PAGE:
Domenico Cimarosa (Aversa 1749-Venice 1801) was especially popular in his day for his comic operas. He received his first music lessons in a convent. After his conservatory training in Naples, Cimarosa found employment as an organist in the Neapolitan royal chapel. Naples was also where he premiered his first opera, Le stravaganze del conte (1772). He was particularly appreciated as an opera composer, and admired by Haydn and Goethe, among others. His music resembles that of Mozart, “yet doesn’t have…” (fill in as you see fit). Otherwise, consult the classical music connoisseur in your place of residence. After spending a period in Russia at the court of Catherine II (1787-1791), Cimarosa returned to the Kingdom of Naples.
In his heart, however, he was a republican, and when the French forces took Naples in 1799, he joined them anyway. However, when Ferdinand returned to power, Cimarosa ended up in prison. He was only just saved from the death penalty by the intervention of a few cardinals. He left Naples and died in Venice.
Although Domenico Cimarosa was one of the most frequently performed composers in all of Europe at the end of the 18th century – Joseph Haydn, for example, conducted thirteen of his operas in Esterházy between 1783 and 1790 – his works are almost completely absent from the operatic repertoire today.
As said, he is in fact only known for his “dramma giocoso” Il matrimonio segreto, which is still performed. But his international breakthrough actually came several years before Il matrimonio, with L’italiana in Londra, an opera which music connoisseurs describe as strongly reminiscent of Rossini and Mozart. We were unable to detect Rossini, though we did detect Mozart, but without the hand of the master, especially in the arias. After its successful premiere in 1778 at the Teatro Valle in Rome, the work was soon performed all over Europe.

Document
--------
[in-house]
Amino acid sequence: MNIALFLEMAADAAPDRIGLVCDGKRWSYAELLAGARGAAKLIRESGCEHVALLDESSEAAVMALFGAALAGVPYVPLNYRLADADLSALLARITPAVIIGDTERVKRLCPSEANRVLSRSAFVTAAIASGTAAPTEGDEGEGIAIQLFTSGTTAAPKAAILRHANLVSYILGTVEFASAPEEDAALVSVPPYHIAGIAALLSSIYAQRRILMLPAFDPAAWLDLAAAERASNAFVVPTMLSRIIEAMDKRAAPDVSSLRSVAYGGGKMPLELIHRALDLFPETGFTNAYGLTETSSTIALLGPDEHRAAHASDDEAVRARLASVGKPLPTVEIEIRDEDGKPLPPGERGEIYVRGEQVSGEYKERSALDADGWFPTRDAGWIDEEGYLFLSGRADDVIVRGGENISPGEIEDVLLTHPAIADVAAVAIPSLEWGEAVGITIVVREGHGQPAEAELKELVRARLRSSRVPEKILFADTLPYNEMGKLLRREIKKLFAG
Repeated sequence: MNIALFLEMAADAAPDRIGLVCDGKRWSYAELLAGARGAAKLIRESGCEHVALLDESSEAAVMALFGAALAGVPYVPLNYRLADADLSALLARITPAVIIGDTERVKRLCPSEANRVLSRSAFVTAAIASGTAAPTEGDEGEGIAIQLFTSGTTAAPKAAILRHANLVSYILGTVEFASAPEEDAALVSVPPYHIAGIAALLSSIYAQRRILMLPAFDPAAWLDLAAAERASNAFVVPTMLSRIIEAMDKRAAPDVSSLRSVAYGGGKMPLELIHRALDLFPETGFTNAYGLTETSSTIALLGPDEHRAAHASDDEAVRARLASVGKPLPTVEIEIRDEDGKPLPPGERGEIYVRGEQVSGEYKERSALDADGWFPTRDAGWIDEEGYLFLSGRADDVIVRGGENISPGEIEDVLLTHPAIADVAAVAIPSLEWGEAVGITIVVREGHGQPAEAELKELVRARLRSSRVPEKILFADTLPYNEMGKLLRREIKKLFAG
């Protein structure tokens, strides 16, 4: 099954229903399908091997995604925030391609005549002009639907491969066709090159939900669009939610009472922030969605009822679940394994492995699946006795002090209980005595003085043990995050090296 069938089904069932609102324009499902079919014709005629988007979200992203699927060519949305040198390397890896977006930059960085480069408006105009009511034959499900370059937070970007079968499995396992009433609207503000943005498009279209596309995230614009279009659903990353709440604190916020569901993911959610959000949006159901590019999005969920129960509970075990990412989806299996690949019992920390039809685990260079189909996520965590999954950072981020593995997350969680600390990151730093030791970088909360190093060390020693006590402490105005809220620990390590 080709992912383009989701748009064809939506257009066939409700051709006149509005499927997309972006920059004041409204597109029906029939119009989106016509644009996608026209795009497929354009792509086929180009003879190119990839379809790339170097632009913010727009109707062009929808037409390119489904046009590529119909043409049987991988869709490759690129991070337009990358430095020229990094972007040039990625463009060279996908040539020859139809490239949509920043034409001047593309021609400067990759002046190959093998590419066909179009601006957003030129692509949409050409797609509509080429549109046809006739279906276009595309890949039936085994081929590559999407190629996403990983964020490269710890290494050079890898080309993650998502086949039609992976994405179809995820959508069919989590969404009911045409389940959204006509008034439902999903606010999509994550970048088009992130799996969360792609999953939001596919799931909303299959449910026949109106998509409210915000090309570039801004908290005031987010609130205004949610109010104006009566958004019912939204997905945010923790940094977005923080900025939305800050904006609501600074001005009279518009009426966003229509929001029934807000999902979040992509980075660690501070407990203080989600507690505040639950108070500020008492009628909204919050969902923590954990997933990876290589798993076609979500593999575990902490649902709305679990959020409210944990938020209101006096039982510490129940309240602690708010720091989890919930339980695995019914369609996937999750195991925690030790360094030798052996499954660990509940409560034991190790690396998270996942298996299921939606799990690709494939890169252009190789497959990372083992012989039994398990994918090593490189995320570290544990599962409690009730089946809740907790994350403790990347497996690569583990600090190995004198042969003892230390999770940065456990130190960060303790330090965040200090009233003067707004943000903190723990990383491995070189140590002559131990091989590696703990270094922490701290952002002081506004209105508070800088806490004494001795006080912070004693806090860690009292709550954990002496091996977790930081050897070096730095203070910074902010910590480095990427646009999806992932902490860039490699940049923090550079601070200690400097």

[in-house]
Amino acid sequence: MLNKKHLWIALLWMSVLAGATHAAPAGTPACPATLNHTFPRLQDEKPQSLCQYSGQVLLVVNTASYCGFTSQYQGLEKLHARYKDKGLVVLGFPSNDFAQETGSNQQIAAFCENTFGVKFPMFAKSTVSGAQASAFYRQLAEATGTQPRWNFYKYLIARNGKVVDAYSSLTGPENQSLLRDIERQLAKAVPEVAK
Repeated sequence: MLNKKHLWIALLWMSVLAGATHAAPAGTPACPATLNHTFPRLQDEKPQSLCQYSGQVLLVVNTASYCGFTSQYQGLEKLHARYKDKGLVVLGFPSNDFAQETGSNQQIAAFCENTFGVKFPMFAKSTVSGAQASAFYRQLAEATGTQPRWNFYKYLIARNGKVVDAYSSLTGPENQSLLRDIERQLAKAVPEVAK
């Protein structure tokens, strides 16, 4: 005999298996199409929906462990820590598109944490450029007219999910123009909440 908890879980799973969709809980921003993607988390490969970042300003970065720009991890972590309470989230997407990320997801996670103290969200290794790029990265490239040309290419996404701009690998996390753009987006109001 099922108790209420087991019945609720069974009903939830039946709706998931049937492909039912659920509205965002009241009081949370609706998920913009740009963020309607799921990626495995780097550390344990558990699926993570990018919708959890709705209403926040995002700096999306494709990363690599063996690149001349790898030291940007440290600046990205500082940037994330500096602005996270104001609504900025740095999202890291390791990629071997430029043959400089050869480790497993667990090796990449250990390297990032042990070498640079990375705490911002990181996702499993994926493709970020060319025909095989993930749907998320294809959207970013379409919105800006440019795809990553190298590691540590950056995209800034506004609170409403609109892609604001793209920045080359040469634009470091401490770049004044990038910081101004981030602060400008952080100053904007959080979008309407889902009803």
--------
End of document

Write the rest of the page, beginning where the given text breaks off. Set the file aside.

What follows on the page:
And now in Frankfurt they have decided to give Cimarosa’s L’italiana another chance. That’s certainly justified musically. But let’s not suddenly pretend that every undiscovered or seldomly played opera is an underexposed masterpiece. L’italiana in Londra is not a masterpiece
Madama Brillante, in times of war, runs a hotel in London. At one point, a dejected, a gruff English Lord (Arespingh), a clever Dutch merchant (Sumers) and a flamboyant Neapolitan (Don Polidoro) stay there. The Italian girl Livia arrives from Genoa but claims to be from Marseilles; she pretends to be Madama’s French waitress, “Henriette”. Arespingh faces the terrible prospect of having to marry a certain Diana, a bride chosen by his father, instead of his beloved Livia whom he had to leave behind in Genoa. Meanwhile, Madama Brillante has a crush on Don Polidoro, but Don Polidoro, in the best operatic tradition, falls for Livia. The action takes place in one day: there are quarrels, entanglements with an invisibility stone, and other misunderstandings, but “at the end of the day” everything is resolved. It also becomes known that the war is over, and everyone celebrates peace.